(click images to enlarge)
I like flowers, just like the rest of us. It often seems I post so much about installation issues and designs in landscaping I often miss those delights everyone else is so eager to feature. But make no mistake – I adore blooming things and I crave using them in landscapes. The fact is, I do a ton of it.
Living in Vancouver, British Columbia offered an incredibly rich supply of blooming things from Cherry trees and ornamentals to fascinating mixes of Exbury Hybrid Azaleas and Rhododendrons.
This was all well and good but when I moved to Reno, Nevada I found the alkaline soils and the concerns over water usage restricted me far more in terms of adding color to landscapes. It was then that I began studying more options to make a landscape an interesting and appealing place to enjoy. Naturally, I studied rocks and structural things. And much of this was owing to not only a less urban area than Vancouver but also because of the space one had to fill in the typically larger lots of Reno.
Since the constant wind caused so many problems with blowing the mulches I had gotten so familiar with in Vancouver and Portland, I began to look closer at rock mulches and then naturally to filling those areas as well with ground covers and other growing things. I mention this as a segue into the world of Perennials. Annuals in Reno face the water issues which they require so desperately and I began omitting them from design considerations. Sure, Summers can find Geraniums and Petunias all over but hardly to the extent one finds in the North West with its abundant water. The perennial search served as an attractive and fascinating angle of approach and I began using them increasingly. Incidentally, I also include roses in this category, although I did concentrate on those easiest to maintain and rely upon.The red Meidiland Roses are my own particular fave. Here, in the picture below, taken on a dark day, the highlights of the crimson shades stand out, I think impressively. That deep red gives depth and it gives an optimistic sort of background among the wide variety of foliage there and serves to provide a consistent backdrop.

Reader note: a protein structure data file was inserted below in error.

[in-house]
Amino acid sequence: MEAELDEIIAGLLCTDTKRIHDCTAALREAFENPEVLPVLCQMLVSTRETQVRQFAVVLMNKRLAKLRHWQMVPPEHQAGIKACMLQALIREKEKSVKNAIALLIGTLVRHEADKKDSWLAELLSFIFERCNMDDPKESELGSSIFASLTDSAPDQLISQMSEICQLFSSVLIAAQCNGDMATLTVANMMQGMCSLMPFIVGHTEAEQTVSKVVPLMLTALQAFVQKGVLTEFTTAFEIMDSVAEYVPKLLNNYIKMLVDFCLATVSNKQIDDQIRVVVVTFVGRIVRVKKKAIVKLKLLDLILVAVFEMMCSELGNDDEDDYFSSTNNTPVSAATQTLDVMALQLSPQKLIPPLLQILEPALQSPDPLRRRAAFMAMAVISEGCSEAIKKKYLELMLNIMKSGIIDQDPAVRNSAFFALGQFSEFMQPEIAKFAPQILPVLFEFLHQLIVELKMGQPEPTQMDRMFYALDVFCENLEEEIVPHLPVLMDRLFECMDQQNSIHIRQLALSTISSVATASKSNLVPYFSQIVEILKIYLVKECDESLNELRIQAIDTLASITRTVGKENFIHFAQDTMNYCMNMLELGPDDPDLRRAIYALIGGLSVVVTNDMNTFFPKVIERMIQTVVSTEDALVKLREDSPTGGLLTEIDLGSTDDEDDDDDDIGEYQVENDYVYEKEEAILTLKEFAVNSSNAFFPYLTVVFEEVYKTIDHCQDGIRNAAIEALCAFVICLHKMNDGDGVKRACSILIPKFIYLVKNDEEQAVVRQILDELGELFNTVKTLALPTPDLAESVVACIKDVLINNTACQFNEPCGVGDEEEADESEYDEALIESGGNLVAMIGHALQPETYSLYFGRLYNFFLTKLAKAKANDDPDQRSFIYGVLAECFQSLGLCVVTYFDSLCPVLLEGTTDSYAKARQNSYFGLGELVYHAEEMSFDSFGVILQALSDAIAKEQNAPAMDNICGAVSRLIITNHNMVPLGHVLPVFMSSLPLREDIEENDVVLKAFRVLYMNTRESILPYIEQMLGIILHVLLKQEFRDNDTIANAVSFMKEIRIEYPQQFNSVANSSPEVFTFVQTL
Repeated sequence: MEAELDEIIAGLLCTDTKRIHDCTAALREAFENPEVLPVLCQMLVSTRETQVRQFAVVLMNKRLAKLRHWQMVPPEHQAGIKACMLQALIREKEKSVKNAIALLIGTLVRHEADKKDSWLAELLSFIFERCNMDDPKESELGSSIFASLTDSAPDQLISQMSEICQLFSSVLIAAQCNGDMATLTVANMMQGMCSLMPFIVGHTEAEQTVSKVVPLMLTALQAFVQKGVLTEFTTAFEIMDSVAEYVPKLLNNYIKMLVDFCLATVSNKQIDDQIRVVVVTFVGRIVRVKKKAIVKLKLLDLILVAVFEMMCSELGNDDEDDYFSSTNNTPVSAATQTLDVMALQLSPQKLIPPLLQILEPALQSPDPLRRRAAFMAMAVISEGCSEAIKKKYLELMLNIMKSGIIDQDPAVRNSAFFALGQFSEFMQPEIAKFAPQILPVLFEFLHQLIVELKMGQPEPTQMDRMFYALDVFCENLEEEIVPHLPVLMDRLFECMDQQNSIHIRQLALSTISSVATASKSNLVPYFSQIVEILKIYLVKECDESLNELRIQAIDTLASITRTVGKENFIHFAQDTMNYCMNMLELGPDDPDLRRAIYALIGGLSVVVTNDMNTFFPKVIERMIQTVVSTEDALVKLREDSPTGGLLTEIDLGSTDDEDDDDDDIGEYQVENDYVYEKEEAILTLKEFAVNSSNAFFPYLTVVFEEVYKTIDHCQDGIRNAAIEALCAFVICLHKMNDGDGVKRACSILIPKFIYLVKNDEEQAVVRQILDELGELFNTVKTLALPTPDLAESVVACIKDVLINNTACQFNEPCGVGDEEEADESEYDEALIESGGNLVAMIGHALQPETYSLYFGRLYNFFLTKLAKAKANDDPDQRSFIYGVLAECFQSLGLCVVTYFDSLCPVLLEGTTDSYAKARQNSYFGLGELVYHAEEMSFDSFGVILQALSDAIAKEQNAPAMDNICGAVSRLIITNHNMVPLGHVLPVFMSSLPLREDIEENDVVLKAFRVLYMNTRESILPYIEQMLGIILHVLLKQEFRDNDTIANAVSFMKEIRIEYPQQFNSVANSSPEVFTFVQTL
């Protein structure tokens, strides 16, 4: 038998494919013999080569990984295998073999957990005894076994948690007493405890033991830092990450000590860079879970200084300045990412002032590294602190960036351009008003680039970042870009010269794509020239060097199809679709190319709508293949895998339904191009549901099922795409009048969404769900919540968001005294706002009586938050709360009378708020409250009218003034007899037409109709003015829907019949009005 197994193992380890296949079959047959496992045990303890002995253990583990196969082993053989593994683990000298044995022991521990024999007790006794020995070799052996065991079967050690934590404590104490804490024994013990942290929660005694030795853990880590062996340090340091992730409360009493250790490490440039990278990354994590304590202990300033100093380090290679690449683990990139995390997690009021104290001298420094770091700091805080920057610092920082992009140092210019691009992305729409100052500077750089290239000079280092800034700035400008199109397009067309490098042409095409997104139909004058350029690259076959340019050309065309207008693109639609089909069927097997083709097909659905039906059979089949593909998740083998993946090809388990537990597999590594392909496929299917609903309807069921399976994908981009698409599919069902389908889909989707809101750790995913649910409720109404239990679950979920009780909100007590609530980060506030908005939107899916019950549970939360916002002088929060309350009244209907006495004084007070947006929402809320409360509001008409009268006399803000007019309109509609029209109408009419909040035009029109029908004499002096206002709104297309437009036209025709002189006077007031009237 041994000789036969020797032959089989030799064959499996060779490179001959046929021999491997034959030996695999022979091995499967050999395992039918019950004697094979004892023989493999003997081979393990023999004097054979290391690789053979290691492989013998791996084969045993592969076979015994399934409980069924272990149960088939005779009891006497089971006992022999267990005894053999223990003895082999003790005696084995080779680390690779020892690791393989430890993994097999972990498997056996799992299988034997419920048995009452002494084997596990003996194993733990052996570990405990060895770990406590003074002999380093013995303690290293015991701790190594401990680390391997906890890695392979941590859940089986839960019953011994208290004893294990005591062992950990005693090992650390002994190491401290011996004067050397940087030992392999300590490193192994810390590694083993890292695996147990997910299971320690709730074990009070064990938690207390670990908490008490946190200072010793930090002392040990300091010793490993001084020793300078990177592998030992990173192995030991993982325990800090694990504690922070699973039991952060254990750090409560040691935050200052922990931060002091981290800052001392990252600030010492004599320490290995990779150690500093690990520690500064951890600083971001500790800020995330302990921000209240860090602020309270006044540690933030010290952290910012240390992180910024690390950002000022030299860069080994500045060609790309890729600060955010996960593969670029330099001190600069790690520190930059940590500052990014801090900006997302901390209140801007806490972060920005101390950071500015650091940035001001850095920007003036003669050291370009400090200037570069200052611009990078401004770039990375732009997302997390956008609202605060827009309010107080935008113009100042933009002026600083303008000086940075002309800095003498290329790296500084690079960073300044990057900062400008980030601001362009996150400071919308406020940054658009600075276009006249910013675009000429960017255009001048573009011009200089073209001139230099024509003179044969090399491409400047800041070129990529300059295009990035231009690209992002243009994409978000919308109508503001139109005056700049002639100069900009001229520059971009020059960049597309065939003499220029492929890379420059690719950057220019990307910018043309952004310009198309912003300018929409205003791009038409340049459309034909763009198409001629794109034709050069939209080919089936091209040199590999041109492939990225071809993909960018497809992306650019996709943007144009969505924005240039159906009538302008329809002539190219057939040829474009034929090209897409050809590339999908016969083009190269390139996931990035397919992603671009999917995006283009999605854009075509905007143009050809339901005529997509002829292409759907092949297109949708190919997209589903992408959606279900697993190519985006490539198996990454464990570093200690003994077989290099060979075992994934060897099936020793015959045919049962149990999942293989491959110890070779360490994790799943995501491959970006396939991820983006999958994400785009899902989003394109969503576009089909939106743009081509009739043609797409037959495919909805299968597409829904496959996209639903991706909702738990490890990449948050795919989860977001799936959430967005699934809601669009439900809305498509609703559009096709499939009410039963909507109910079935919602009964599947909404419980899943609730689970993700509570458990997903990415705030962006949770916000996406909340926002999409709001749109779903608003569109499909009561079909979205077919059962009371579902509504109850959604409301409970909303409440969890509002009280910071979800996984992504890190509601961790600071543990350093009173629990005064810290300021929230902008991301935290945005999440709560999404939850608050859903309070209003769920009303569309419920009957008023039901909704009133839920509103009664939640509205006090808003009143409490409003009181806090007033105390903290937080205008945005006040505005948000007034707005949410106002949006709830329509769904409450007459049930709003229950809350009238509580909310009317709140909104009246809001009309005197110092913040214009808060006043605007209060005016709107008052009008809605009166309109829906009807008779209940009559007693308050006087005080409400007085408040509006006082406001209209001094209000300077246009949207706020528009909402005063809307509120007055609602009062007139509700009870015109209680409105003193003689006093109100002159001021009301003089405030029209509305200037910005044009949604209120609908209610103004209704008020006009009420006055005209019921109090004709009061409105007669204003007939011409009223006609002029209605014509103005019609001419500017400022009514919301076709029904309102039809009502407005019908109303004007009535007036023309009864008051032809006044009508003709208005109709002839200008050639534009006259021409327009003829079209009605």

In other applications, perennials of all types, including Sedges and Grasses have served my needs perfectly.
Anyway, I did develop some real favorite plants, in all this. Here are some pictures I took of some of these:
(I’m real big on Evening Primrose [Oenothera Biennis]……..)
(This below was a little “starter kit” of Evening Primrose with those typical Meidiland Reds on the rocks around this ‘pondless waterfall we installed off someone’s patio…..for the record, these are taken here soon after planting……they have gotten huge since)
Penstemons are my ultimate favroite, I think. Here is a dry climate version of an almost “native” one:
When a Penstemon gets to a full size, they are spectacular. Notice the variety of them in this picture:
This one is a bit sparse-looking now but it grew into an impressive area next to our paver driveway and patio:
And here is a completely gratuitous – but related! – picture of some Clematis at one of the homes above:
Naturally, no bloom pictures will be complete without some rhodies, these from Vancouver and a project there:
Embarrassing and as unprofessional as it may be, the hose in the foreground below has to prove I was the photographer! This one was true fun to do. Watching this property develop as time went on has provided some serious joy for me and re-emphasized the utter rightness of using perennials in landscapes:
Who knew a Sumac could be so pretty?
Or be so lush?
Or the old Smoke Tree?
The Cotinus is an old Favorite……………and not a perennial but I couldn’t resist.
I could go on……….. In fact, I just may. Everyone likes unique looks at the same old stuff. Flowers, after all, never get old, do they?